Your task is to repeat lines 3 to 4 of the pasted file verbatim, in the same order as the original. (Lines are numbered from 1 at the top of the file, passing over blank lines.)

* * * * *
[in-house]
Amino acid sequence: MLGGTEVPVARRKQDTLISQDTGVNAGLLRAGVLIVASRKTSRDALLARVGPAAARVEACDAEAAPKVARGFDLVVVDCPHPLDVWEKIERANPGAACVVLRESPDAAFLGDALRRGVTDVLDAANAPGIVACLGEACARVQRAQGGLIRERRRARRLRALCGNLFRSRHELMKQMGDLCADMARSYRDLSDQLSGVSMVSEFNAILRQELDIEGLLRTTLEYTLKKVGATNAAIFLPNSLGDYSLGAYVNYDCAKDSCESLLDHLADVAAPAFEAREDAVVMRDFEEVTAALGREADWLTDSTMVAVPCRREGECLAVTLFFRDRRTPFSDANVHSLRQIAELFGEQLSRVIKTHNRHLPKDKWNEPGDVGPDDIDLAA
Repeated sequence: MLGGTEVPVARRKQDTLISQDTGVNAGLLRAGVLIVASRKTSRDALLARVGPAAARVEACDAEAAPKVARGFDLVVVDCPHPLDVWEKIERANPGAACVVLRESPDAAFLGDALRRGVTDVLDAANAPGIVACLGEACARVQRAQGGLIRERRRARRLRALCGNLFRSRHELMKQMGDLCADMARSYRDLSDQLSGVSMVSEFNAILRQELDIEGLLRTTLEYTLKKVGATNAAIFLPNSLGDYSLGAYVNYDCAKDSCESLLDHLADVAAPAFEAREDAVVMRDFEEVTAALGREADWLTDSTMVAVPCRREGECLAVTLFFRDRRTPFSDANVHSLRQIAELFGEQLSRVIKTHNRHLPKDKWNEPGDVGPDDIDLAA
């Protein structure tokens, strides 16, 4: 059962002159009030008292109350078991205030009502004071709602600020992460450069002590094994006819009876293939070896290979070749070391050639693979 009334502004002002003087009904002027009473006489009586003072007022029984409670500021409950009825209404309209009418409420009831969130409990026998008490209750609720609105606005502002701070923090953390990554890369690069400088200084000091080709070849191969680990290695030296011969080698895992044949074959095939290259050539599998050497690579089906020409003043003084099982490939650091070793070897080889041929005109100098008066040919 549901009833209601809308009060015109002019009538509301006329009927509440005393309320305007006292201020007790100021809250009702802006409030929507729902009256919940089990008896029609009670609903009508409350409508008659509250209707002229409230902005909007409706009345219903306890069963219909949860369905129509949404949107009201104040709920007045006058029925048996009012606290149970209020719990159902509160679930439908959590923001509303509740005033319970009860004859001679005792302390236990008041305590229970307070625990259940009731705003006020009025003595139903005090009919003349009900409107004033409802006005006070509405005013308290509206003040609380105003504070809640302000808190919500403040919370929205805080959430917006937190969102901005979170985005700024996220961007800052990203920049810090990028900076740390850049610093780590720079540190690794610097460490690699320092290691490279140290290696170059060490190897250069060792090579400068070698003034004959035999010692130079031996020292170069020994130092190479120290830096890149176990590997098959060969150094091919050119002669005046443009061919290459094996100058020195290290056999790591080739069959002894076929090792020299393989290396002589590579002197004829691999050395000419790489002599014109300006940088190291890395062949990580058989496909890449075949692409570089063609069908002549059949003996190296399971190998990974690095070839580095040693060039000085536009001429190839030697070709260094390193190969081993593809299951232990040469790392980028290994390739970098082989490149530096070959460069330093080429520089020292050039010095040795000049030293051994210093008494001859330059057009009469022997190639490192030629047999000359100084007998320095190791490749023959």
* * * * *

Repeated sequence: MLGGTEVPVARRKQDTLISQDTGVNAGLLRAGVLIVASRKTSRDALLARVGPAAARVEACDAEAAPKVARGFDLVVVDCPHPLDVWEKIERANPGAACVVLRESPDAAFLGDALRRGVTDVLDAANAPGIVACLGEACARVQRAQGGLIRERRRARRLRALCGNLFRSRHELMKQMGDLCADMARSYRDLSDQLSGVSMVSEFNAILRQELDIEGLLRTTLEYTLKKVGATNAAIFLPNSLGDYSLGAYVNYDCAKDSCESLLDHLADVAAPAFEAREDAVVMRDFEEVTAALGREADWLTDSTMVAVPCRREGECLAVTLFFRDRRTPFSDANVHSLRQIAELFGEQLSRVIKTHNRHLPKDKWNEPGDVGPDDIDLAA
């Protein structure tokens, strides 16, 4: 059962002159009030008292109350078991205030009502004071709602600020992460450069002590094994006819009876293939070896290979070749070391050639693979 009334502004002002003087009904002027009473006489009586003072007022029984409670500021409950009825209404309209009418409420009831969130409990026998008490209750609720609105606005502002701070923090953390990554890369690069400088200084000091080709070849191969680990290695030296011969080698895992044949074959095939290259050539599998050497690579089906020409003043003084099982490939650091070793070897080889041929005109100098008066040919 549901009833209601809308009060015109002019009538509301006329009927509440005393309320305007006292201020007790100021809250009702802006409030929507729902009256919940089990008896029609009670609903009508409350409508008659509250209707002229409230902005909007409706009345219903306890069963219909949860369905129509949404949107009201104040709920007045006058029925048996009012606290149970209020719990159902509160679930439908959590923001509303509740005033319970009860004859001679005792302390236990008041305590229970307070625990259940009731705003006020009025003595139903005090009919003349009900409107004033409802006005006070509405005013308290509206003040609380105003504070809640302000808190919500403040919370929205805080959430917006937190969102901005979170985005700024996220961007800052990203920049810090990028900076740390850049610093780590720079540190690794610097460490690699320092290691490279140290290696170059060490190897250069060792090579400068070698003034004959035999010692130079031996020292170069020994130092190479120290830096890149176990590997098959060969150094091919050119002669005046443009061919290459094996100058020195290290056999790591080739069959002894076929090792020299393989290396002589590579002197004829691999050395000419790489002599014109300006940088190291890395062949990580058989496909890449075949692409570089063609069908002549059949003996190296399971190998990974690095070839580095040693060039000085536009001429190839030697070709260094390193190969081993593809299951232990040469790392980028290994390739970098082989490149530096070959460069330093080429520089020292050039010095040795000049030293051994210093008494001859330059057009009469022997190639490192030629047999000359100084007998320095190791490749023959």